- they mislead users completely by impersonating another brand entirely or claim to be an official vendor for those brands. These items are intended to trick customers into thinking they’re authentic.
- they use cryptic messaging and subtle signs in an attempt to sell fake products online without being caught. These are generally sold to customers who are aware of what they’re buying.
However, these TikToks are the first promotions we’re seeing as a major scale of content so open about the counterfeit status of the “dupes”.
The people creating these TikTok videos happily explain that the products are fake, with many even showing close-ups of the products, comparing them against the real item, and bragging about how similar they are to the authentic item.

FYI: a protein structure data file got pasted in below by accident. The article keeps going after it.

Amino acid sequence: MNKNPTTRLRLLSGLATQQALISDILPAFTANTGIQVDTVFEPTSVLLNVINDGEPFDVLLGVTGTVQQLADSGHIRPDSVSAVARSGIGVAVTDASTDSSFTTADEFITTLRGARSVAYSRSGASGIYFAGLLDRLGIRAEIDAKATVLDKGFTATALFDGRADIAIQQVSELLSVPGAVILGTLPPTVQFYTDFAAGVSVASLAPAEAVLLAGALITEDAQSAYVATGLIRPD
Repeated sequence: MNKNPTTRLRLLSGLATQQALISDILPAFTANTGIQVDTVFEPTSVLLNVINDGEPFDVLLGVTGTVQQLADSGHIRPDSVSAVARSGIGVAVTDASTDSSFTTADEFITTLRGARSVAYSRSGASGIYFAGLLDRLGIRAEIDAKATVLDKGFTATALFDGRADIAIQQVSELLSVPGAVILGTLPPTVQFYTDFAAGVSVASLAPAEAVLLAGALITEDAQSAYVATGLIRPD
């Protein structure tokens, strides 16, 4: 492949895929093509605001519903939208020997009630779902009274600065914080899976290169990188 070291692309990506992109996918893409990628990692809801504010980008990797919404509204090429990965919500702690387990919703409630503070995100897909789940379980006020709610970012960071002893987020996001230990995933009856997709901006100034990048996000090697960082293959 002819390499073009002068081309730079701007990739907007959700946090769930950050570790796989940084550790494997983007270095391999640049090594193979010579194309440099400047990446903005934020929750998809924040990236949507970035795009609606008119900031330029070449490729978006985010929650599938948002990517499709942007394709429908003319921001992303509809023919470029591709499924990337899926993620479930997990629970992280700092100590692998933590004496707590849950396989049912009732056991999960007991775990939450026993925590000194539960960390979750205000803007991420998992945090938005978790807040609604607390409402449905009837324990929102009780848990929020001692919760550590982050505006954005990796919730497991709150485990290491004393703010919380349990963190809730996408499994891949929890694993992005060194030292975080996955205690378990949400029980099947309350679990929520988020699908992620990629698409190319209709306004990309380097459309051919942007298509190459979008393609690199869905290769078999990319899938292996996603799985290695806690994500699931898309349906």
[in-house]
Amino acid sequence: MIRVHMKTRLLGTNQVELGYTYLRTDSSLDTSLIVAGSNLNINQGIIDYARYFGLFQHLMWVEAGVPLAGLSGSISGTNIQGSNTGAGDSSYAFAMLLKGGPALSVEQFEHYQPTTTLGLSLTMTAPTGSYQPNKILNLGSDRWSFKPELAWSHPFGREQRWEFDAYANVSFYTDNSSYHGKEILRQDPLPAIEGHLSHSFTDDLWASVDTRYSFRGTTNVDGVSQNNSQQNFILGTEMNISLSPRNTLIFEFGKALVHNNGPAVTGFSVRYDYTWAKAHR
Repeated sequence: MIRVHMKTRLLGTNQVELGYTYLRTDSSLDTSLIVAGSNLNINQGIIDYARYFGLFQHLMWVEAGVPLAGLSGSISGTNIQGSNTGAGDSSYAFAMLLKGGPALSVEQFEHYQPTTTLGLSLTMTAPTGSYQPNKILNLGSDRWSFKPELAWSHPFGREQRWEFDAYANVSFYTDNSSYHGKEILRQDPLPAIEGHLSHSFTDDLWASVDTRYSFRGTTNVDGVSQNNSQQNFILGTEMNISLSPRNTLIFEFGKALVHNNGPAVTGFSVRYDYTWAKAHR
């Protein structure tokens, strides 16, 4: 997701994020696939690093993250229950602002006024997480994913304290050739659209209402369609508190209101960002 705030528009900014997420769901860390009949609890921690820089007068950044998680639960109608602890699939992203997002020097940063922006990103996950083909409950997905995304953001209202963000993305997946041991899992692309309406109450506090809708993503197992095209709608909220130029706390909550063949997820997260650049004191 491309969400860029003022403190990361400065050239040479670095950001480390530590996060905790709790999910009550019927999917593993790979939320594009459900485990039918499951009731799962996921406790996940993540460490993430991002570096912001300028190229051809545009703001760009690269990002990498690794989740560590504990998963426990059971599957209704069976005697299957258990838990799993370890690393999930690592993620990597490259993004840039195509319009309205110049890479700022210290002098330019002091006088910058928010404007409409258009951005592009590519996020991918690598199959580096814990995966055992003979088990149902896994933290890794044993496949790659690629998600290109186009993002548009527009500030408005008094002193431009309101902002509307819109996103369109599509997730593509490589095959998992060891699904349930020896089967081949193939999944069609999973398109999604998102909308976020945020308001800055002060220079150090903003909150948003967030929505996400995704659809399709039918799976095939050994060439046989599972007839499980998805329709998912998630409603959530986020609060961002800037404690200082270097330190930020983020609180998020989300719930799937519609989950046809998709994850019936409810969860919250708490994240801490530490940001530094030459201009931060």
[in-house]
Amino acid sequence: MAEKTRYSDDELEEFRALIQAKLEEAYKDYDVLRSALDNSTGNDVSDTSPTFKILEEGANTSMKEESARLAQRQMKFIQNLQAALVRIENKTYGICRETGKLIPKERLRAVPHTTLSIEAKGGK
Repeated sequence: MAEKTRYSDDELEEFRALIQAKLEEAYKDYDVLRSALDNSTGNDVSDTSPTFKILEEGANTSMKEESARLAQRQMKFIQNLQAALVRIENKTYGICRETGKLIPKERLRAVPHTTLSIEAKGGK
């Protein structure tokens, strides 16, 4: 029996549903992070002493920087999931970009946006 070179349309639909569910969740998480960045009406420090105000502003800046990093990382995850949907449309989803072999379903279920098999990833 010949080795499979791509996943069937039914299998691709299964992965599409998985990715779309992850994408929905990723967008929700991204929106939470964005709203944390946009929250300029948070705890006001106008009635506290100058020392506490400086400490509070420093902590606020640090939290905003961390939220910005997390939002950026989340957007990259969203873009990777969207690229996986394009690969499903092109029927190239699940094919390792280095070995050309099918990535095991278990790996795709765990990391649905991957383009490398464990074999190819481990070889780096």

These videos amass huge numbers of viewers, many of whom continue to the next step in the process - visiting an intermediary channel.
Step 2: Sending Viewers to Intermediary Channels
Despite the relaxed attitude toward this criminal behavior, TikTokers who promote counterfeits aren’t fools. They’re aware of the possible repercussions of their actions, and they take steps to try to avoid IP enforcement against the products they sell.
The result is the rise of intermediary linking channels. In essence, these exist as a target page for users coming from the promotional videos, and then direct those users to the site where they can make their purchase. Most commonly, we see these as private chat groups and as spreadsheets.